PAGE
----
Here’s How You Can Grow A Mango Tree From Just A Seed

Pixelkram - illustrative purposes only

For many, eating a mango is a somewhat magical experience. Biting into the juicy fruit with its lip-smacking flavor is a deeply cherished summertime memory.

Mangoes are grown in large commercial farms, but you can have your very own mango tree in your backyard! Can you imagine just walking into your yard, plucking the fruit from a branch, and enjoying it over the sink as its juices run down your arms?

All your dreams of creating a tropical paradise in your backyard could come true if you save the seed from a mango and plant it. The process can be a challenging one, but it’ll be well worth the effort.

Mango seedlings can be grown either outdoors or in containers. The trees grow best in warmer climates. The success rates of growing a mango tree will vary, so you should plant several seeds at once to increase your chances.

Plant seedlings from a ripe mango. The seeds should be firm, white in color, and encased in a pulpy/stringy husk. This husk must be removed before planting the seed. To remove it, cut a small hole in the edge of the husk, then continue cutting along the edge until you are able to pry it open.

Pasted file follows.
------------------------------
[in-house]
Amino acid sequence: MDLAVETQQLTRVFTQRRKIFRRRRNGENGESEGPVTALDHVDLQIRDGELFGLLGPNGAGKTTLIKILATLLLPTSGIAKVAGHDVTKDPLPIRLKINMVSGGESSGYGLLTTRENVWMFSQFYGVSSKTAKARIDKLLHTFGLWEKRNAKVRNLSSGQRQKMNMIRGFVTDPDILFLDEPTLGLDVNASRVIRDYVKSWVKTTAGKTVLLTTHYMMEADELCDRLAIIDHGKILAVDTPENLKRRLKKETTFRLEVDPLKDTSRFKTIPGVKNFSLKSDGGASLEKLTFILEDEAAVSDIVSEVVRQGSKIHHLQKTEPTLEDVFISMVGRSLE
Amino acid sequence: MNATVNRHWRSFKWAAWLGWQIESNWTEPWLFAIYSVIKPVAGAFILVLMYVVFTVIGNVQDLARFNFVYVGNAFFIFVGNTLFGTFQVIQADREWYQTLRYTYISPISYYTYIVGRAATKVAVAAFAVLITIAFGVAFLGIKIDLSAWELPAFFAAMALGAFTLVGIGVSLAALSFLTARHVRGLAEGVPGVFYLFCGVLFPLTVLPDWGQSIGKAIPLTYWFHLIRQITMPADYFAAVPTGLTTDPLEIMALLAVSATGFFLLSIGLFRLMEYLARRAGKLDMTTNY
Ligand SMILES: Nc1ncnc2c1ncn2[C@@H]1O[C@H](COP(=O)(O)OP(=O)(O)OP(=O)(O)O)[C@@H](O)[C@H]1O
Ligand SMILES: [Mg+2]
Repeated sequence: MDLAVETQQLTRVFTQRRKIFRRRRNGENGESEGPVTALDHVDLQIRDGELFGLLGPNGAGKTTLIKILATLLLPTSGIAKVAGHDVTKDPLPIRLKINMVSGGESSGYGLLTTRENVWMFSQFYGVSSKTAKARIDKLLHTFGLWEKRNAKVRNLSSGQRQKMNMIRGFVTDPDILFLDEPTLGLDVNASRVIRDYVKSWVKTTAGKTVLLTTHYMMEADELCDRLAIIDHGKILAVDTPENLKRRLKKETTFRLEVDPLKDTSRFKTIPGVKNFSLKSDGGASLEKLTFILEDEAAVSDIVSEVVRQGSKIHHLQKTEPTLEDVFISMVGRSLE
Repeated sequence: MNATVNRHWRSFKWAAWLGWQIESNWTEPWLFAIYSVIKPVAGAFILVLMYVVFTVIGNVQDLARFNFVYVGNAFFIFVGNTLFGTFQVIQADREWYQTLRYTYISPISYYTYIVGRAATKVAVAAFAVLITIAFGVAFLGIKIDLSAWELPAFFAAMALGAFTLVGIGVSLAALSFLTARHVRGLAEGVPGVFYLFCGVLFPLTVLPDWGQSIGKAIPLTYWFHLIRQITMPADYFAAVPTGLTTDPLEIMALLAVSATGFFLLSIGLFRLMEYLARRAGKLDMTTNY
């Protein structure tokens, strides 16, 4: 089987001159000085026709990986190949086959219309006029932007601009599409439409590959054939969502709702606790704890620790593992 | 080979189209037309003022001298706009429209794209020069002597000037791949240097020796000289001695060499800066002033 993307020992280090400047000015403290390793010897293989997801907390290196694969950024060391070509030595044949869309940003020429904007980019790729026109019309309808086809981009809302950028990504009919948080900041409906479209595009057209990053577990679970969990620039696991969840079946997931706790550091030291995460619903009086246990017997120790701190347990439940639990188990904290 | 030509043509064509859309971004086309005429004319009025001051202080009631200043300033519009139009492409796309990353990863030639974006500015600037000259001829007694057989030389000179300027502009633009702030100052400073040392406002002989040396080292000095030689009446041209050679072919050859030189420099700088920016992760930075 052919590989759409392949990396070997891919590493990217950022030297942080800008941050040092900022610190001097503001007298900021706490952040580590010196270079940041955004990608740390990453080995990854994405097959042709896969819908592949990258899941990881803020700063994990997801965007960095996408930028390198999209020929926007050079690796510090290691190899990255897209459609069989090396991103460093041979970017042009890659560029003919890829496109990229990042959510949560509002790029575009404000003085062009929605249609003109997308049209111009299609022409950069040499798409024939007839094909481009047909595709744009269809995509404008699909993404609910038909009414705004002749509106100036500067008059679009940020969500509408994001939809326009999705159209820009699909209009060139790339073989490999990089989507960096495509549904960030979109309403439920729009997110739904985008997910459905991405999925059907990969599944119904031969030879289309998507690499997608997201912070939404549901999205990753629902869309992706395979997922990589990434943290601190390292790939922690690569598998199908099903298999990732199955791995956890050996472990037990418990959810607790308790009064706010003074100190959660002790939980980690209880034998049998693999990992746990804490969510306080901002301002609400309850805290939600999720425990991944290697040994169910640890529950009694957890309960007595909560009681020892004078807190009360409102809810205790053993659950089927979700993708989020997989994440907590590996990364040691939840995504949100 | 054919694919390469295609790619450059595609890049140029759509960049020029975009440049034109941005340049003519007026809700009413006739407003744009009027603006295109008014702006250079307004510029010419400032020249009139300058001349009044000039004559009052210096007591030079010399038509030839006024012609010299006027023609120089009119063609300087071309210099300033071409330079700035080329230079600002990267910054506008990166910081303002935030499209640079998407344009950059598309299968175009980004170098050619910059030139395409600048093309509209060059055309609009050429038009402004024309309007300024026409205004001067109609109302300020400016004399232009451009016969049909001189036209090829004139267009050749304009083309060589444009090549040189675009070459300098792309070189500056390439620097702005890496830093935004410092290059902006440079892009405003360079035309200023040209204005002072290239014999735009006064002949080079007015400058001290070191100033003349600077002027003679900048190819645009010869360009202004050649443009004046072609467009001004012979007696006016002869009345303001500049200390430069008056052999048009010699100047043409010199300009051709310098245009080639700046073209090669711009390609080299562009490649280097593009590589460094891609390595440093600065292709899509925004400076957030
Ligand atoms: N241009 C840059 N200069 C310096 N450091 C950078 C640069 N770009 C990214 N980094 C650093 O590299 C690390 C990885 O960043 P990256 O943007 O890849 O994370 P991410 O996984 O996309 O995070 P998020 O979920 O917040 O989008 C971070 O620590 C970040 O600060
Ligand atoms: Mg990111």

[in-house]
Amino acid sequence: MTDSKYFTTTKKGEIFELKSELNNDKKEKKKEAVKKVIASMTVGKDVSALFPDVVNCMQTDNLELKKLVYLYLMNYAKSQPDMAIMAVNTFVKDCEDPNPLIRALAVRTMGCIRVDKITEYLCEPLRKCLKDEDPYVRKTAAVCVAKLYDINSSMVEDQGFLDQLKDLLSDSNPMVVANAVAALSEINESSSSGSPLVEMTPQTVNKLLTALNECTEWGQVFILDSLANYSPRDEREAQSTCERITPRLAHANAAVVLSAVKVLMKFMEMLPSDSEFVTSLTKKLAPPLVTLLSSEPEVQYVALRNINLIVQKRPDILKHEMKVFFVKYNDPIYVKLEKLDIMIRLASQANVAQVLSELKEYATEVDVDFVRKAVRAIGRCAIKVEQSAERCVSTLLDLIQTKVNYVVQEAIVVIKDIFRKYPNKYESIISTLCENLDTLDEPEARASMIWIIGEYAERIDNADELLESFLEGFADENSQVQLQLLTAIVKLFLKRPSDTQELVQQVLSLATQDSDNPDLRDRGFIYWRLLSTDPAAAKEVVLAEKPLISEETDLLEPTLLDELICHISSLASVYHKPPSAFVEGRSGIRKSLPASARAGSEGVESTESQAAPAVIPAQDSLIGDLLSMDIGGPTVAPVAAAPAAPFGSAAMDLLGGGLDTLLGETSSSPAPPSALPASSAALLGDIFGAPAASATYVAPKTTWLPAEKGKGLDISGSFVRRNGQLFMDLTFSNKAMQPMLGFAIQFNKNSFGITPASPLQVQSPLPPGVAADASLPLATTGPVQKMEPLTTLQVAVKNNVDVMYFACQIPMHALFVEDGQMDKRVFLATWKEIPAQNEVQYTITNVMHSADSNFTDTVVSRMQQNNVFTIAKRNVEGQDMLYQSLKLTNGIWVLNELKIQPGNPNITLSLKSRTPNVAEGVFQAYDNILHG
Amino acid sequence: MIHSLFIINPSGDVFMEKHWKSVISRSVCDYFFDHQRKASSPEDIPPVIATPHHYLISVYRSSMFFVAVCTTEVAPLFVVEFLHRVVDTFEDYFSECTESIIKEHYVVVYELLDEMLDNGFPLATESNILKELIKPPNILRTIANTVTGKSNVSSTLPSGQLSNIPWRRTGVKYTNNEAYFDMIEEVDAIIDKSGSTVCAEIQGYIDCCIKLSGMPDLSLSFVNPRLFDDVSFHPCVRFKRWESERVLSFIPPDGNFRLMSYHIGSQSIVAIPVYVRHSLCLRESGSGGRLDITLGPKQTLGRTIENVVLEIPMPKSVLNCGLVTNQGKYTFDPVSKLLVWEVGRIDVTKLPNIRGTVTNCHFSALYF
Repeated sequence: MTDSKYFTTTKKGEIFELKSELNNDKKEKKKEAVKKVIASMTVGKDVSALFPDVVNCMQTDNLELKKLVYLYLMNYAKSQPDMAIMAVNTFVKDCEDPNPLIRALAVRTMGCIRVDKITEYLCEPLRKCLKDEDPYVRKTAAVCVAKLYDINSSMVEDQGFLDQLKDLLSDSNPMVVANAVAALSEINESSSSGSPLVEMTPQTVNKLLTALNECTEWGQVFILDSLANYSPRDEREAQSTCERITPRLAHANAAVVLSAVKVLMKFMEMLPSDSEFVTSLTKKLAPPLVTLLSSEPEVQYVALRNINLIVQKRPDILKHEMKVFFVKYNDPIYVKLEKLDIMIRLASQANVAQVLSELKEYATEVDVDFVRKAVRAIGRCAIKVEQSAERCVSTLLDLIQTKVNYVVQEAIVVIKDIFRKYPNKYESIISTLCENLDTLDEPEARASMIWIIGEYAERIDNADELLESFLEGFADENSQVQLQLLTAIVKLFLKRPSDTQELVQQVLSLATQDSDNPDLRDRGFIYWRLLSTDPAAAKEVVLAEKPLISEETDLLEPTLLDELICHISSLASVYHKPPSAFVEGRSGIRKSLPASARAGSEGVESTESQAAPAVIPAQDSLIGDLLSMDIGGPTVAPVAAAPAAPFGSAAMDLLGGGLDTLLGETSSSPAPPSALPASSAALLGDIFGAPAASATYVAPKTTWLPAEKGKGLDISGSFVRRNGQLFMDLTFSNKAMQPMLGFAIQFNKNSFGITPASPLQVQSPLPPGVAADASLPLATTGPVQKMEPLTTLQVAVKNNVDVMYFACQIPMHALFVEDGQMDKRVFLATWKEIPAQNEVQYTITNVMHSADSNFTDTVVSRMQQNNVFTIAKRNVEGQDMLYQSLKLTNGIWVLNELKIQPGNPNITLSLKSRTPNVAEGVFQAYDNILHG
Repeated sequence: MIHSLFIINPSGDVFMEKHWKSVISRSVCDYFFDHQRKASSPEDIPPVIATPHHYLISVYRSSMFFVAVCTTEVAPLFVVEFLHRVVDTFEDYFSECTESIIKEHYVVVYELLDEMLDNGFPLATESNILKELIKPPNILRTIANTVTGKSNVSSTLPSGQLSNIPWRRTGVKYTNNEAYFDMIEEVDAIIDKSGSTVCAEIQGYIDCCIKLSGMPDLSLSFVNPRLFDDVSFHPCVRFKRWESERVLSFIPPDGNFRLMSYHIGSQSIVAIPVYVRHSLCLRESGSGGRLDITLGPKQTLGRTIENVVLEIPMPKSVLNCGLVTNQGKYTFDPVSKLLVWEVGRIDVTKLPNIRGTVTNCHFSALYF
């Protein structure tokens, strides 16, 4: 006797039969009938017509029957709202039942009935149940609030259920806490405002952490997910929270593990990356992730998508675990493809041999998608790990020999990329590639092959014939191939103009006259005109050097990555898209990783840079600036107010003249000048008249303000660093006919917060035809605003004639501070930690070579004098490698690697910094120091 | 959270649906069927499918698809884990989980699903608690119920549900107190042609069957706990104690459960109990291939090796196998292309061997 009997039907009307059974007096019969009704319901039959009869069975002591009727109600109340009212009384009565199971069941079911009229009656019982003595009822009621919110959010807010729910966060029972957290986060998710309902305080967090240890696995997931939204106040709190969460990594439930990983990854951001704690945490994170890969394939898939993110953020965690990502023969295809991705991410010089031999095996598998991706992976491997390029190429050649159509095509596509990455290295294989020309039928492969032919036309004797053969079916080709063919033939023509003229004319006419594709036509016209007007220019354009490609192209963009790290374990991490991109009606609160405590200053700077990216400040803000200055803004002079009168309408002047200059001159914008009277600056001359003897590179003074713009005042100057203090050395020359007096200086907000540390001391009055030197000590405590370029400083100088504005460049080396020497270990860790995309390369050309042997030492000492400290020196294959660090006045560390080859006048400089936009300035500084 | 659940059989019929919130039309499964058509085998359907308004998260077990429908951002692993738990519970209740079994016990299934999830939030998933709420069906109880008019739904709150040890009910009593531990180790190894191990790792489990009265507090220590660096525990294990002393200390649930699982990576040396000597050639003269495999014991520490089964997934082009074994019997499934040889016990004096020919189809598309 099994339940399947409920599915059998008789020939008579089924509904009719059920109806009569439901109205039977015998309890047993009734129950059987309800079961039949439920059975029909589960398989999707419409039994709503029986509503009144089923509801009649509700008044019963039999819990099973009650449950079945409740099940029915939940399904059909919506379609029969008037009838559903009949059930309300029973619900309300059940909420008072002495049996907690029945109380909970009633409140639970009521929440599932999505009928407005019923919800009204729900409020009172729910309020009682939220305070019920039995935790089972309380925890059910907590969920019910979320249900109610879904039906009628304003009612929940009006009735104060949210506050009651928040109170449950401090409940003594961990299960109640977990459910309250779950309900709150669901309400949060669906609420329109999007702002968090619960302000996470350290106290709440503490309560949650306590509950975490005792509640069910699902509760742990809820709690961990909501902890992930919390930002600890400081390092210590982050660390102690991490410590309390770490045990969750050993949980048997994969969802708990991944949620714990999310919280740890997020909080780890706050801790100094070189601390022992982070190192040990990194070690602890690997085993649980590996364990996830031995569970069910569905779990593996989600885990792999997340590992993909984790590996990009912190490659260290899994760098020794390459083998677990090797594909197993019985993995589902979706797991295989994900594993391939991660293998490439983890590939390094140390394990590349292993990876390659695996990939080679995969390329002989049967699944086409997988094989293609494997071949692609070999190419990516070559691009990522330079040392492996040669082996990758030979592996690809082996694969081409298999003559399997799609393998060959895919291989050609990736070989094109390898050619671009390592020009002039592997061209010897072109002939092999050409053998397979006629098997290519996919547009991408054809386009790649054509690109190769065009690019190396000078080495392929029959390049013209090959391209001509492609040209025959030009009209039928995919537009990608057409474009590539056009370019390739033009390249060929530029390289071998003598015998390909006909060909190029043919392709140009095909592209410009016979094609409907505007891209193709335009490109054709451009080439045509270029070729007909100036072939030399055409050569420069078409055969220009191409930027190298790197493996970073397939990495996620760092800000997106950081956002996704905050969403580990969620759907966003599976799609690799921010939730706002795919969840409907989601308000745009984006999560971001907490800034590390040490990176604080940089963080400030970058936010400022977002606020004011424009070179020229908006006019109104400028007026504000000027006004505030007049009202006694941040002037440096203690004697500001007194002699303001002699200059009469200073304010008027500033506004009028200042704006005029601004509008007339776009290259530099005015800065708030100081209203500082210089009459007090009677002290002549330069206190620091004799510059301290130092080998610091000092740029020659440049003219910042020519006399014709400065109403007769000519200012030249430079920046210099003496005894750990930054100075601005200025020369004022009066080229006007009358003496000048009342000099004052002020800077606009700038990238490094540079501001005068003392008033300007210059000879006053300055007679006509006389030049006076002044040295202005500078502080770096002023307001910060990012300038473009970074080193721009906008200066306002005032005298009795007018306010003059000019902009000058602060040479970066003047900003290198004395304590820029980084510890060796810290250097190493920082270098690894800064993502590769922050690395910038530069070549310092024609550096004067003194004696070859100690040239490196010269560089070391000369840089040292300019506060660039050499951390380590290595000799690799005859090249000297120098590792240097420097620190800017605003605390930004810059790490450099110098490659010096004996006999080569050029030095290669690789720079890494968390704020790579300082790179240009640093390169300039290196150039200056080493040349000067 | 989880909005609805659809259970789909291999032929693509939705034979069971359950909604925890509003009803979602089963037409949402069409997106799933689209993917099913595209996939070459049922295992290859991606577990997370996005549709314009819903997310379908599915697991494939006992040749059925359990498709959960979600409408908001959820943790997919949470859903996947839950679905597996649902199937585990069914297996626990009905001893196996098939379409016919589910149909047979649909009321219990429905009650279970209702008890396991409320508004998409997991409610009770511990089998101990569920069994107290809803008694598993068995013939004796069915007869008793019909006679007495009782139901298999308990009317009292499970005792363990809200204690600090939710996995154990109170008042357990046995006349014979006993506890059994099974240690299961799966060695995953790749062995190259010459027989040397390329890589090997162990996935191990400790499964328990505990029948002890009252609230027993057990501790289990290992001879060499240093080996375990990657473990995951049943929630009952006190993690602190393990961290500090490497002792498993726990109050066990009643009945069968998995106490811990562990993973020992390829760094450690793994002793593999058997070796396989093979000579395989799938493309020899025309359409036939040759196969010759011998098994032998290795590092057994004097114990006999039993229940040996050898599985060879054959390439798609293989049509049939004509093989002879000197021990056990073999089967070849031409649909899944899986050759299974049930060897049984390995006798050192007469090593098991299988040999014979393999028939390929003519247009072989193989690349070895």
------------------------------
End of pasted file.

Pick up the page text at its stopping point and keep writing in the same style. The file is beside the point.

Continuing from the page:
After taking out the seed, wrap it in a wet paper towel and place it in a small plastic baggie. Keep the bag in a warm, moist location until it germinates. You should see signs of growth within a few days.

Once the seed has sprouted, fill a small three to four-inch container with potting soil. Plant the seed, making sure to cover it completely with soil.

Move the pot to a bright, sunny spot with indirect light. Temperatures must stay between 65 and 90 degrees for optimal growing conditions.

Water your mango seedlings whenever you notice that the top two inches of soil are dry. You must be watering enough so that the excess water pours out from the pot’s drainage holes. Once the plant develops more, you won’t need to water it as much.

Pixelkram – illustrative purposes only

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